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Big Pharma Wins First Cymbalta Withdrawal Suit

— August 10, 2015

There are approximately 250 pending lawsuits against drug manufacturer Eli Lilly over its wonder-child, Cymbalta. Plaintiffs claim that the withdrawal symptoms experienced occur much more frequently than the Big Pharma giant warns. The first case went to trial this month and Big Pharma wins the first Cymbalta withdrawal suit.

The drug, which brings Lilly about $3.9B in annual sales, includes a label warning that 1% or more patients who stop taking Cymbalta could experience withdrawal symptoms such as irritability, nausea, insomnia, seizures and sensory disturbances. Plaintiffs claim that the rate of occurrence is much higher, as much as 44% of patients, according to a 2005 study by the Journal of Affective Disorders.

Cymbalta is an extremely popular drug from the antidepressant class of serotonin and norepinephrine reuptake inhibitors (SNRIs). It was given FDA approval in 2004 for treating major depressive disorder. The FDA later expanded Cymbalta’s approval to include treating generalized anxiety disorder and fibromyalgia.

Claudia Herrera filed this first suit in federal court. There are three other cases involving Cymbalta withdrawal symptoms on the docket for this month. Herrera’s claim states that Lilly downplayed the potential for withdrawal symptoms on the warning label. Herrera took Cymbalta from 2006 to 2012 for anxiety.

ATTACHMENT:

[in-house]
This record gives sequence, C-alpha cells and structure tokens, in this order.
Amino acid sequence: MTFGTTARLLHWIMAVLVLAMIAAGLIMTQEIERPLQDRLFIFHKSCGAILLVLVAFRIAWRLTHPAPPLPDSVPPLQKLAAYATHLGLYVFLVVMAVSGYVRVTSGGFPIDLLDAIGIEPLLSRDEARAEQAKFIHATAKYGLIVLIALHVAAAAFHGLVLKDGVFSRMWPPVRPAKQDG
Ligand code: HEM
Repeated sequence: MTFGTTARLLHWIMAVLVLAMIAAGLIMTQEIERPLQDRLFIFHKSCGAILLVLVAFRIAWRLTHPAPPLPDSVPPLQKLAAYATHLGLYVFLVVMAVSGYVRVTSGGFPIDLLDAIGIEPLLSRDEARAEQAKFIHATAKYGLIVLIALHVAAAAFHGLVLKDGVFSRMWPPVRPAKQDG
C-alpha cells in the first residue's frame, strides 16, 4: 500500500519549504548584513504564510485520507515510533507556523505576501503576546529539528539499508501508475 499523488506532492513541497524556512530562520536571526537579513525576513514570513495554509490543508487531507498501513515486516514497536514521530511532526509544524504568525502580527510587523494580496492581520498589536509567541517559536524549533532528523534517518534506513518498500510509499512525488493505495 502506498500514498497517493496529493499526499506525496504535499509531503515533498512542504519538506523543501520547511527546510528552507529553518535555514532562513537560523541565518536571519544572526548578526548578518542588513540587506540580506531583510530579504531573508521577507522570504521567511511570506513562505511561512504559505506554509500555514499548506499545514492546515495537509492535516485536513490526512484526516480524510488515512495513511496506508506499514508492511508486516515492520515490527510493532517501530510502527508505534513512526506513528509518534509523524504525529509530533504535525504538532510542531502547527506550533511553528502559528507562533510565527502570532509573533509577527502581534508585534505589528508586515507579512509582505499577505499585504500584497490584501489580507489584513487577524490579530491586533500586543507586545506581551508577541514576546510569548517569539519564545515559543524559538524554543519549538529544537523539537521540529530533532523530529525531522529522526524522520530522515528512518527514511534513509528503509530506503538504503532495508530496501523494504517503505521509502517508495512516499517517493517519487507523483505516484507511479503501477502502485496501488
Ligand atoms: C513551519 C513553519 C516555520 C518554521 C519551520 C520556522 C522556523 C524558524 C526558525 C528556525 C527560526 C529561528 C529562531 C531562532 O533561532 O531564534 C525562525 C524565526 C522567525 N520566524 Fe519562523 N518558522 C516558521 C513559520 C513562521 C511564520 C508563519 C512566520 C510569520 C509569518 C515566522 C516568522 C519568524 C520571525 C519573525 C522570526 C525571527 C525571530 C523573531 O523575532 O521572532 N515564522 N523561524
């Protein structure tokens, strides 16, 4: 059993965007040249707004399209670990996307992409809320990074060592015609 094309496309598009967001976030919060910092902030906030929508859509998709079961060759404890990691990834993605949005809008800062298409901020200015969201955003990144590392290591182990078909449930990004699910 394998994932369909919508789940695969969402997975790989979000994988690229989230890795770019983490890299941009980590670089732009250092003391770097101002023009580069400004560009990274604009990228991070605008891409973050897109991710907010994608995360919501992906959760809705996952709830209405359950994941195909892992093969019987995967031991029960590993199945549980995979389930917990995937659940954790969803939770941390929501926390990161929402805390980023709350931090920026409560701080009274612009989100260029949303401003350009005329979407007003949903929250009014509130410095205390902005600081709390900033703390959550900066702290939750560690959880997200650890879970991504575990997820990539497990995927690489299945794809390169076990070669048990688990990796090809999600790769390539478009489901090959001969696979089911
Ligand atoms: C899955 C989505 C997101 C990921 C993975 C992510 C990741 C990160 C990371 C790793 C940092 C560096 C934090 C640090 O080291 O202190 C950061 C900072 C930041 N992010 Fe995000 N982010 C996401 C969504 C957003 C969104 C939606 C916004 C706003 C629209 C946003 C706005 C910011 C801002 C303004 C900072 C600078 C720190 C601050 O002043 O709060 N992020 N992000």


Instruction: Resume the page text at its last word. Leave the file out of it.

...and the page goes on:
Her doctor gradually weaned her off the drug and she began experiencing Cymbalta withdrawal symptoms. These included spasms, suicidal thoughts, anxiety and the “sensory disturbances” mentioned earlier. These disturbances typically take the form of Cymbalta “zaps,” strong feelings of being shocked with electricity.

Lilly stood by its warnings in its response to Herrera’s suit, saying the warnings were sufficient and that Herrera’s doctor knew of the potential risks.

Apparently, this was enough to satisfy the jury. The trial began on Tuesday and the jury returned a verdict in favor of Eli Lily on Friday.

Celeste Stanley, an Eli Lilly spokesperson, said, “While Lilly is sympathetic to Ms. Herrera’s conditions, we are pleased with the jury’s verdict.” As well they should be, with three more trials scheduled this month. They may have the same good fortune Pfizer has been experiencing in its Zoloft birth defect cases.


U.S. jury clears Eli Lilly in first Cymbalta withdrawal trial

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